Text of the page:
The compiler is a very important part of the software development process. Its contribution cannot be over looked. Its what makes it all work. In a world with no compilers, we would have to write code directly in machine code, i.e 1’s and 0’s just like the geeks did in the 60’s and 70’s. The compiler lets us have a wide variety of languages and tool kits and use whichever one we fancy to get work done.
To fully understand how the compilation process works on Android, it is important to first understand how it originally worked in Java, the toolkit from which Android derives.
- First, the Java code is converted to .class files in byte code by the compilation process. It is important to understand that byte code is not machine readable code yet. This byte code is for the JVM to understand. More on that later.
- This byte code, which is platform independent can then be used as input to the JVM which uses a Just In Time (JIT) compiler to convert byte code to machine language, the 1’s and 0’s.
This 2 step process helps keep Java platform dependent, and this is only possible due to JVM which in turn is platform dependent.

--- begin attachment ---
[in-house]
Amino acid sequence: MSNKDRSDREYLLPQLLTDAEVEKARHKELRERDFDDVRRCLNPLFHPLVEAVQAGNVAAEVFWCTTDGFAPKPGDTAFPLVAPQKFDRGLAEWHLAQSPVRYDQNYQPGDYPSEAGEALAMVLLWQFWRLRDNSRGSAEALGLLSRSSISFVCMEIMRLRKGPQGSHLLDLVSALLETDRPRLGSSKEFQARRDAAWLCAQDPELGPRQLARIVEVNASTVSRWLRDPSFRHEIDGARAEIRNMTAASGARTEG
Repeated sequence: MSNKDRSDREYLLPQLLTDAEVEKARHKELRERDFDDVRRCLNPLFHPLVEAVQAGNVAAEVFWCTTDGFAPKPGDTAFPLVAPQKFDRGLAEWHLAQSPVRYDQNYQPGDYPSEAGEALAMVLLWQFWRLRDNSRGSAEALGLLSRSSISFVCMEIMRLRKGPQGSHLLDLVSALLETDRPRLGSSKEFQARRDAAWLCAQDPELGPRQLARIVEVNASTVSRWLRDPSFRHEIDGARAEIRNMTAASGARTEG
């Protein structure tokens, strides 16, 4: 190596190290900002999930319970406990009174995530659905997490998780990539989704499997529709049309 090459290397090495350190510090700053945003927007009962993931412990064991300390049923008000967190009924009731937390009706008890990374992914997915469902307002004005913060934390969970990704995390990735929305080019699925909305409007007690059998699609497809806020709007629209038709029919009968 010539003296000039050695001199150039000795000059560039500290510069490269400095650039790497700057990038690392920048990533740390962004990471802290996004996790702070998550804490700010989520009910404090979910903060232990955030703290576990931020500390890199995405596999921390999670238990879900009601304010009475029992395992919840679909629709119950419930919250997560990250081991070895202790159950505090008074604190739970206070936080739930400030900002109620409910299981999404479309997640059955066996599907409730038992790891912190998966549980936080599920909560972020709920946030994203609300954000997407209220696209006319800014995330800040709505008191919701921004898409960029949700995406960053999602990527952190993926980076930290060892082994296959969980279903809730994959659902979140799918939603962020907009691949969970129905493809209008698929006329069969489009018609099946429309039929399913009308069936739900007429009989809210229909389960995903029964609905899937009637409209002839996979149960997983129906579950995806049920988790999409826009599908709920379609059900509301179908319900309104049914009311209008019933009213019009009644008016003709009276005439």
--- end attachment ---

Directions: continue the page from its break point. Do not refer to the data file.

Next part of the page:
So how does Android change this? Unlike its predecessors, Android was not built to be an OS for portables only, but there were a few changes needed to make the Java compilation process more memory and battery efficient for portable devices.
- Android stripped down the JVM to create the Dalvik Virtual Machine (DVM). This enables every process on Android to have its own DVM. It keeps processes separate for security.
- The android compiler compiles your app code into byte code which is quite similar to the one for JVM.
- This byte code is then minimized into .dex byte code which can then be compiled by the DVM on the target device to execute the program.
This is now the legacy build process for Android which was valid until Android Kitkat (Version 4.4). Newer versions of Android use Android Run Time (ART) which is must faster. We shall discuss ART in a future blog post.